Social Rights and Human Welfare
Routledge (March 2014)
The idea of social rights has always played a central, but often contested, part in social policy. In his latest book, Professor Hartley Dean radically reframes our understanding of social rights as the articulation of human needs.
Taking an international perspective on rights-based approaches, the book looks at how social rights can be understood and critiqued in theory- discussing ideas around social citizenship, human need and human rights, collective responsibility and ethical imperatives. The book moves on to consider social rights in practice, providing a comparative examination of their global development, before looking more specifically at rights to livelihood, human services and housing, and at the ways in which these rights can be enforced. The final section re-evaluates prevailing theory and debates about rights-based approaches to poverty alleviation and outlines possible future directions.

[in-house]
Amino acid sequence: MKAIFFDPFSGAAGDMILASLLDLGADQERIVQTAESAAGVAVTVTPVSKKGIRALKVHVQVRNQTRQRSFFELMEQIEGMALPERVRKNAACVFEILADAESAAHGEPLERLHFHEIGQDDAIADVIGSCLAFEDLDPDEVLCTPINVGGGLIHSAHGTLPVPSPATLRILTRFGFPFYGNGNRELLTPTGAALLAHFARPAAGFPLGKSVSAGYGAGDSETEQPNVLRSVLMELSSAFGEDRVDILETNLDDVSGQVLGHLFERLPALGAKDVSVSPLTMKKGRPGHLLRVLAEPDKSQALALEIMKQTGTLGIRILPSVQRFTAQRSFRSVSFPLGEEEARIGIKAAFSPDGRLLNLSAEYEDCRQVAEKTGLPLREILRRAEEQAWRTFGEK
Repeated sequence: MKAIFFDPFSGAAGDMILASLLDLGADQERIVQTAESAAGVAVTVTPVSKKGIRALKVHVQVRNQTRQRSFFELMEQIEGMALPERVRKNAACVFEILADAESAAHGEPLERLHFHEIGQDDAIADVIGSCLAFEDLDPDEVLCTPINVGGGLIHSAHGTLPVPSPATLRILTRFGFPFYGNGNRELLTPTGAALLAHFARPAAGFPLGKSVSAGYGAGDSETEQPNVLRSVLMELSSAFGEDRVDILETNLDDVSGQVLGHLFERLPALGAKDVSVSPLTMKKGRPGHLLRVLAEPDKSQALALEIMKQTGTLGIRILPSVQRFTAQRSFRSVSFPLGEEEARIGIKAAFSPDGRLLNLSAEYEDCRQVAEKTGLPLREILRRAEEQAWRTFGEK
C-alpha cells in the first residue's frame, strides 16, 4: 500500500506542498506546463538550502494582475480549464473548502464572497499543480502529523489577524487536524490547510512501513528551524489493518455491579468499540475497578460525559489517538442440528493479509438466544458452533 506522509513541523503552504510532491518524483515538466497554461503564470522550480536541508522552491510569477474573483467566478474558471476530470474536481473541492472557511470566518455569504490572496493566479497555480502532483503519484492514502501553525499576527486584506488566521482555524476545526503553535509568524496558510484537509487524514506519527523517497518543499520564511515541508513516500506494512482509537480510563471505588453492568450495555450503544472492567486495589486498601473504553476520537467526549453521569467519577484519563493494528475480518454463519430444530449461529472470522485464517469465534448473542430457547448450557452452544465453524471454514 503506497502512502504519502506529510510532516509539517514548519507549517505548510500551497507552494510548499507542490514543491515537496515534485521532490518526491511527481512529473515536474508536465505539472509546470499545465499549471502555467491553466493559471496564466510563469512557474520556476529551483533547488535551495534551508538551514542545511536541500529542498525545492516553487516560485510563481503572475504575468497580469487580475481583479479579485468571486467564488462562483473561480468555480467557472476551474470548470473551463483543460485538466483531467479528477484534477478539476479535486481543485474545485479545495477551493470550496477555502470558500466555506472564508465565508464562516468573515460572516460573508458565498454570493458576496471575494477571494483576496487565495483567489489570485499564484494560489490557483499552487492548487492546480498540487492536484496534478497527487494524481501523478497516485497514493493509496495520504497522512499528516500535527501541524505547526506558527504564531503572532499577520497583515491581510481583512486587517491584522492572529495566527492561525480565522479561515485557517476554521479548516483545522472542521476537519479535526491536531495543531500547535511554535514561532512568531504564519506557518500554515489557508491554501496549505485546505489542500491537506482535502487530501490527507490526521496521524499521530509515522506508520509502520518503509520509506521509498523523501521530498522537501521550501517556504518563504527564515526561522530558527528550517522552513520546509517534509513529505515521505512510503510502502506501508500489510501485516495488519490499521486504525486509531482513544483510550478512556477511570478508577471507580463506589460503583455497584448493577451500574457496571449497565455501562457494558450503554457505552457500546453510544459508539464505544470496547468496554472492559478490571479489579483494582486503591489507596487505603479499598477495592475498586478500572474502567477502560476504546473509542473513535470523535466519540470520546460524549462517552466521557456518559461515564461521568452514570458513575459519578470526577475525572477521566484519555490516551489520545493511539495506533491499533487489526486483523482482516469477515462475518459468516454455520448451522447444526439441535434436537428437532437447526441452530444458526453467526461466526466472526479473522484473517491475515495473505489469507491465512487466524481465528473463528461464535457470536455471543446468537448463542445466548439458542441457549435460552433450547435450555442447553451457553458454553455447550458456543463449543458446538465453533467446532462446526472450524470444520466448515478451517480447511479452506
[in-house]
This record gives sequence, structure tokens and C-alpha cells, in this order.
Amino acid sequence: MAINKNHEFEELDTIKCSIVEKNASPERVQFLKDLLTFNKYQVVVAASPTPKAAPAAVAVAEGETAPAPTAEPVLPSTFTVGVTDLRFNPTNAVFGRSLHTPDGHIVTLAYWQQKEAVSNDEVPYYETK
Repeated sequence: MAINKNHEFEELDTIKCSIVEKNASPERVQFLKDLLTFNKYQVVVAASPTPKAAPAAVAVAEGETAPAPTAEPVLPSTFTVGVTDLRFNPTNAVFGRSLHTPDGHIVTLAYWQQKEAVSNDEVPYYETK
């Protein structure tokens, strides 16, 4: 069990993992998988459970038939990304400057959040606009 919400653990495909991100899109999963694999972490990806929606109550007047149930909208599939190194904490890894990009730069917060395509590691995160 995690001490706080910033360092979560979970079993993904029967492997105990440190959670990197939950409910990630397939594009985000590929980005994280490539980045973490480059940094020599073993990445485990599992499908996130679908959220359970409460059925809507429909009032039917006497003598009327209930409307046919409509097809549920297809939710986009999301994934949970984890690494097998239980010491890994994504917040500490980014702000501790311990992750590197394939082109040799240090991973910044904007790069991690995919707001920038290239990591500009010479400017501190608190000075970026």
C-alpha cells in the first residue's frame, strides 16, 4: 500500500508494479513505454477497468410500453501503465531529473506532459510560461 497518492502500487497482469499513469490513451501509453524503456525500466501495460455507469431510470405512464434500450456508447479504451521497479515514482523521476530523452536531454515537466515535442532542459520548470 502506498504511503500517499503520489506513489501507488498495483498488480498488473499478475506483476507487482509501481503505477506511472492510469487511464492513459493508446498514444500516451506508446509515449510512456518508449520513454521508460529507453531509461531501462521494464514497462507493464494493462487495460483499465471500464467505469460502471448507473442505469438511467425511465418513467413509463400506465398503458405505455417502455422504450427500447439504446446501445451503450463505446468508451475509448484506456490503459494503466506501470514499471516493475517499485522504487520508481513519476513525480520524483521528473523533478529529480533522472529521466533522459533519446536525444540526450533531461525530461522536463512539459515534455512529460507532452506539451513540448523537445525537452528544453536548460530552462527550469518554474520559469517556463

Hartley Dean, is a Professor of Social Policy at LSE, where he teaches a Masters-level course on Social Rights and Human Welfare. He was formerly a welfare rights worker in Brixton, South London.